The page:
2. If you’re REALLY in demand Brad raise prices, make more money, with fewer clients, then you can travel all over the world with your free time. Works for me lol….smart post!

  3. Brad – Interesting idea. Econ 101 definitely supports this with supply and demand theory. Most business owners are reluctant to do this for fear of losing their client, but that’s what you really need to be able to manage the remaining ones properly. The danger of not doing this is to hurt your ability to service any client properly and eventually lose them all.

    • Harry;

      That last comment tells the WHOLE truth. If we fail to raise our prices we can’t afford to invest (the time or the money) in improving our services and delivering real value to our clients.

      If we want to succeed we need to make sure we are getting paid well.

  4. Raising your price is scary to some, but it shouldn’t be. As you said, it keeps income stable, less work is required, and more time for you is available. That’s a winning formula!!!!

    • Humans fear loss 10X more than they are attracted to gain! So the fear of possibly losing a client keeps so many folks stuck not raising their prices.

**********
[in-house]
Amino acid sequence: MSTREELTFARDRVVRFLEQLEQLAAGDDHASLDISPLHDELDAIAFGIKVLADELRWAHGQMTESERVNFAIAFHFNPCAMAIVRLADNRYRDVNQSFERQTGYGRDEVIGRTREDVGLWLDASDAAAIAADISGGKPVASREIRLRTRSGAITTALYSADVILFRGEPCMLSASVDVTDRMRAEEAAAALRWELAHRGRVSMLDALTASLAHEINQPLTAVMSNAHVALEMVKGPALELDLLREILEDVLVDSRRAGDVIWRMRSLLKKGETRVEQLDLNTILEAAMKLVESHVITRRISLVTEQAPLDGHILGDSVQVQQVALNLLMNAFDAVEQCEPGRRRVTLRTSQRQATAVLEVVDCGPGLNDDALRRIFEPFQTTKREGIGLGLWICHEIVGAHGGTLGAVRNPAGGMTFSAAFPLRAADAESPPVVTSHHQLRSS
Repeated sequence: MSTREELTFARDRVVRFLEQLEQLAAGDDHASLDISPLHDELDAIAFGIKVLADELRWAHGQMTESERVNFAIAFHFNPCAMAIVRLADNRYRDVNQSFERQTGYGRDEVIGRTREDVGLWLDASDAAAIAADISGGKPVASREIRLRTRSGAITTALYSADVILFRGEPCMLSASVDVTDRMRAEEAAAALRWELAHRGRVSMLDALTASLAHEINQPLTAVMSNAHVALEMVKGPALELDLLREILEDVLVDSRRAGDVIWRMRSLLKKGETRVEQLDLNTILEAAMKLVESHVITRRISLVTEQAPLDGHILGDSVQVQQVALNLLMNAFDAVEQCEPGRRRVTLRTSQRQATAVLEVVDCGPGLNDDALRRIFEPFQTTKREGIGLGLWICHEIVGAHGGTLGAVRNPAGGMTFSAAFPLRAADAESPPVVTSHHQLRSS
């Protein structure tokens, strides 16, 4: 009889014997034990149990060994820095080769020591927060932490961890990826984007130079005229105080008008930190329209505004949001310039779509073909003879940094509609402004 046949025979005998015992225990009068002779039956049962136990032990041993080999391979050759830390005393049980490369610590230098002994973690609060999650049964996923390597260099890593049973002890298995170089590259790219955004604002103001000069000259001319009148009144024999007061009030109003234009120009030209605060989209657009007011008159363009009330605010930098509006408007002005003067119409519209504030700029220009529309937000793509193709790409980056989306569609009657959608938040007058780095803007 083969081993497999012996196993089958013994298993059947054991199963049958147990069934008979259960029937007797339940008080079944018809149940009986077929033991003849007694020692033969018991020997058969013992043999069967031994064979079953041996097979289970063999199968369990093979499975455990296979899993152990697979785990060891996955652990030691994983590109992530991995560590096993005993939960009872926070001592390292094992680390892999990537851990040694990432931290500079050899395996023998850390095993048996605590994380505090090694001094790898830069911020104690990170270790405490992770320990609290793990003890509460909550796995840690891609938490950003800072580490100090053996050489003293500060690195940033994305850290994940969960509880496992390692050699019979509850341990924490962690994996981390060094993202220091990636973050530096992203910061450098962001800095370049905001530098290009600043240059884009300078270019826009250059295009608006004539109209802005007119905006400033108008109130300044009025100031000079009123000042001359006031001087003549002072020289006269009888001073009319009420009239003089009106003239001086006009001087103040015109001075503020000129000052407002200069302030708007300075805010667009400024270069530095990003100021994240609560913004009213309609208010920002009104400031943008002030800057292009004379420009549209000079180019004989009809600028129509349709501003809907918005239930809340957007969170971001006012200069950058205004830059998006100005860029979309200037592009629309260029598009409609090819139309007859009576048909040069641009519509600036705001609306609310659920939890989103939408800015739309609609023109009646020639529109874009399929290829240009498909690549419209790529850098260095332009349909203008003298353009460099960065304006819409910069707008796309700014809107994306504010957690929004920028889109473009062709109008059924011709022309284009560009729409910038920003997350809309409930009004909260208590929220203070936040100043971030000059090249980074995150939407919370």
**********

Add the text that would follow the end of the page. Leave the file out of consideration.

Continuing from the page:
5. Raising your prices also has to do with your profit margins. If expenses for raw materials is up or it is costing more in labor to provide your services, then you may need to consider raising prices to make sure you’re bringing in enough profit for your company. Before doing so – you should run job costing reports to see how much it costs to provide your services as well as analyze your profit margins month over month. This valuable information can help you decide if you should raise prices, and if so, by how much.

    • Definitely recommend doing all the analysis to make sure you have the right number. I will say that most of the small business people that I work with have trouble getting their hands on those kind of reports easily.

  6. If you are actually providing a quality service/product, your customers will never leave your brand even if you increase prices. But on the same time, you can offer discounts on some special occasions on bulk buying etc. Selling in bulk will again add profits to your business.

    • That’s true as long as you are *highly differentiated* from your competitors. If you need LeBron James you pay whatever price he asks for. But if your product is pretty much the same as the next product your in trouble!

  7. Very inspiring! Great tips.